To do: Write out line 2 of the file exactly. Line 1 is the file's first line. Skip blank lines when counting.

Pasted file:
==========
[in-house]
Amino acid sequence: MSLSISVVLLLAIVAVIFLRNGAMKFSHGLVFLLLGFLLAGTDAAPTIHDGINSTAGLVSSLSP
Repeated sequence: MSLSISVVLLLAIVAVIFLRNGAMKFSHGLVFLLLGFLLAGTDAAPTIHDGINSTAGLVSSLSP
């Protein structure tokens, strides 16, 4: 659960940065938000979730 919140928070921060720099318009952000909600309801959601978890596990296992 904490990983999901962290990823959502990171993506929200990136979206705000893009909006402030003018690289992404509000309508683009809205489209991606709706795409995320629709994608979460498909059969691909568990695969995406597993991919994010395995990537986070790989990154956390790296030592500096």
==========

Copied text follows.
Amino acid sequence: MSLSISVVLLLAIVAVIFLRNGAMKFSHGLVFLLLGFLLAGTDAAPTIHDGINSTAGLVSSLSP